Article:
web md - 2 days ago
Critics Lead Gilead to Drop Coronavirus Drug Status  - web md

Critics Lead Gilead to Drop Coronavirus Drug Status

Gilead asked the U.S. Food and Drug Administration to designate remdesivir a so-called orphan drug, saying it qualified as a rare disease because fewer than 200,000 Americans are infected with the coronavirus.
web md - 2 days ago
Young People Far From Immune to Coronavirus

Young People Far From Immune to Coronavirus' Bite

The data from China showed that older people were more likely to die. But Americans may have misunderstood the data that initially came out of China: that older people were most affected and younger ones were safe.
web md - 2 days ago
Wuhan Study Shows Social Distancing Saves Lives  - web md

Wuhan Study Shows Social Distancing Saves Lives

The closures significantly delayed the peak of the epidemic in Wuhan -- the epicenter of the worldwide pandemic -- and gave the health system the time and opportunity to grow and respond to the crisis, according to the study authors.
web md - 2 days ago
Commentary: What If There Is a Virtual ACC and Nobody Cares?  - web md

Commentary: What If There Is a Virtual ACC and Nobody Cares?

It seems tone-deaf to discuss science-that-can-wait while colleagues across the world fight this challenge, writes John Mandrola, MD, of the upcoming virtual American College of Cardiology Scientific Sessions.
web md - 2 days ago
Expert: Coronavirus Isn

Expert: Coronavirus Isn't 'Alive,' But Still Harms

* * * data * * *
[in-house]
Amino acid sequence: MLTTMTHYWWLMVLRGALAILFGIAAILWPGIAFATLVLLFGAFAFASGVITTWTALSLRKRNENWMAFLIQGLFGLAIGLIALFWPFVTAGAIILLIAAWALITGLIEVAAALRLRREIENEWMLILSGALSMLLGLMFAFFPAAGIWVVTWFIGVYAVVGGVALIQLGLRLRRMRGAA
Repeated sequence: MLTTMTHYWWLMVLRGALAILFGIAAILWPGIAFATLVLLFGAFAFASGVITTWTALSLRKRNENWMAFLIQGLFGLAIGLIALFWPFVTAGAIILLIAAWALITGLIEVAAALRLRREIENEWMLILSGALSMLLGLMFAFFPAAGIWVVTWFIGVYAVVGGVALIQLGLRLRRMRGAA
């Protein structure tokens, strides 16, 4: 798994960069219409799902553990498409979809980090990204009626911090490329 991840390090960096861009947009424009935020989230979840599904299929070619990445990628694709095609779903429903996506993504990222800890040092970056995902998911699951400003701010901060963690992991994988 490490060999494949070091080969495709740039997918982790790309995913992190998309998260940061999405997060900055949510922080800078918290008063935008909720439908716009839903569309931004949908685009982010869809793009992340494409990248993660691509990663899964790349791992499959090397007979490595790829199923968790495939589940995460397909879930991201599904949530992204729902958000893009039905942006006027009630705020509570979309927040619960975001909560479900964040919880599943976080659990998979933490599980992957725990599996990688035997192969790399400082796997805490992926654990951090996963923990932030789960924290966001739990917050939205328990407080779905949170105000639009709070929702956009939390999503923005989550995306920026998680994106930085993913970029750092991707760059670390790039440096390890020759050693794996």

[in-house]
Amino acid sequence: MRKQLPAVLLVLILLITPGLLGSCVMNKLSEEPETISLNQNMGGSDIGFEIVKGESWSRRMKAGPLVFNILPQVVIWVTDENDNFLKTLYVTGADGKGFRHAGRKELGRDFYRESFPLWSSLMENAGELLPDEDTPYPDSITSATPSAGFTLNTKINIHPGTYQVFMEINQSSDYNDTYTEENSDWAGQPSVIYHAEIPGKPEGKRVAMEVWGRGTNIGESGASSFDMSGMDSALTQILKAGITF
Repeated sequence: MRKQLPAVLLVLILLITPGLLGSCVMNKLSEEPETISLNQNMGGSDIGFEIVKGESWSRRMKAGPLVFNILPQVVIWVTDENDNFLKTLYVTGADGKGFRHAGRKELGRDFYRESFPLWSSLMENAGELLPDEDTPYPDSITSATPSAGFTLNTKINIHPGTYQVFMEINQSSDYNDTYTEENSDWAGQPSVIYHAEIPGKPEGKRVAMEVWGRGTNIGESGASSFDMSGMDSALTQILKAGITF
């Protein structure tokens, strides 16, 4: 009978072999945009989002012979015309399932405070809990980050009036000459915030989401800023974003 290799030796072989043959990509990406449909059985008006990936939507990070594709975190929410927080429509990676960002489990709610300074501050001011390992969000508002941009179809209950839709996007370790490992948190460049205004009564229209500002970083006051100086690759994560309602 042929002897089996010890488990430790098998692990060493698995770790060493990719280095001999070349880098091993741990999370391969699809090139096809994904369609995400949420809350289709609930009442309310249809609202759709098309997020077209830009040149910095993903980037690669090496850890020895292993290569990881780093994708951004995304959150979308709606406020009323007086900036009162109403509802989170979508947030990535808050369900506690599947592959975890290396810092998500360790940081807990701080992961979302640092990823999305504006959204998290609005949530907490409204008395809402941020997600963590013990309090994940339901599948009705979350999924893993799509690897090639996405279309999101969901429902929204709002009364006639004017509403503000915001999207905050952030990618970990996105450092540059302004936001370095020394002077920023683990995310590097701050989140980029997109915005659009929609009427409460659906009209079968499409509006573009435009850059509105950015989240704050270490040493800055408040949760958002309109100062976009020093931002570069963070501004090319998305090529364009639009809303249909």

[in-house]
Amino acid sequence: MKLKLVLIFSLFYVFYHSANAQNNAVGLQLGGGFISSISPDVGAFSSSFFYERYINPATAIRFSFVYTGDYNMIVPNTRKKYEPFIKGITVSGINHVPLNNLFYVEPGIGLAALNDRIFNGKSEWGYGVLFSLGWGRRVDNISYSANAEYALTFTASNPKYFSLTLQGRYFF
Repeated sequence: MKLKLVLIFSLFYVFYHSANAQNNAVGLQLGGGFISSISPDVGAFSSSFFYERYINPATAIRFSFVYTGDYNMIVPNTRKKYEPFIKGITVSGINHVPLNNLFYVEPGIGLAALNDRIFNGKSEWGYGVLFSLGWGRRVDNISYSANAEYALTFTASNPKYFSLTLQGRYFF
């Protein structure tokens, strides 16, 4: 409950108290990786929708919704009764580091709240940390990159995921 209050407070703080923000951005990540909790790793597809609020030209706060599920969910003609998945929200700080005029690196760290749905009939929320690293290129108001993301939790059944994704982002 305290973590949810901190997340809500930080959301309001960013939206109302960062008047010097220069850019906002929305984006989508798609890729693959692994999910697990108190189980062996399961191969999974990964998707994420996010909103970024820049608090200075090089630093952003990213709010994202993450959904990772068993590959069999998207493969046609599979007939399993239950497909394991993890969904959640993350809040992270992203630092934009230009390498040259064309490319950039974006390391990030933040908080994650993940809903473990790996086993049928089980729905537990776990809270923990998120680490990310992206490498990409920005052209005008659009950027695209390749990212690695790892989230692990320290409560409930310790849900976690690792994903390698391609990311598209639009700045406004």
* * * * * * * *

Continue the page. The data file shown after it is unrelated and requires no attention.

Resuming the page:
"A virus usually enters the cell through a protein our cells have on their surface. COVID-19 -- and SARS [severe acute respiratory syndrome] before that -- use a protein called ACE2, which is on the surface of the cells in our lung, throat and intestinal tract,"  Mendenhall said.
web md - 2 days ago
ICU Lessons on COVID-19 From Italian Front Line: Be Flexible  - web md

ICU Lessons on COVID-19 From Italian Front Line: Be Flexible

The rate of increase in patients needing ICU beds in areas badly affected by COVID-19 can double every 3 to 5 days for over a month, with patients staying an average of 15 days; flexibility is imperative.
web md - 2 days ago
Social Distancing May Need to Last Months: Study  - web md

Social Distancing May Need to Last Months: Study

As painful as the last 9 days of social distancing have been, disease modelers think Americans may need to be at home much longer to truly “flatten the curve” of the COVID-19 infection and avoid overwhelming the critical care capacity of U.S. hospitals, a new study says.
web md - 2 days ago
COVID-19 May Delay Some Cancer Treatments  - web md

COVID-19 May Delay Some Cancer Treatments

It's long been understood that cancer, as well as its therapies, have the unfortunate side effect of weakening a patient's immune system. That can leave a patient more vulnerable to infectious illness, including COVID-19.
web md - 2 days ago
Could Robots Be Deployed in Battle With COVID-19?  - web md

Could Robots Be Deployed in Battle With COVID-19?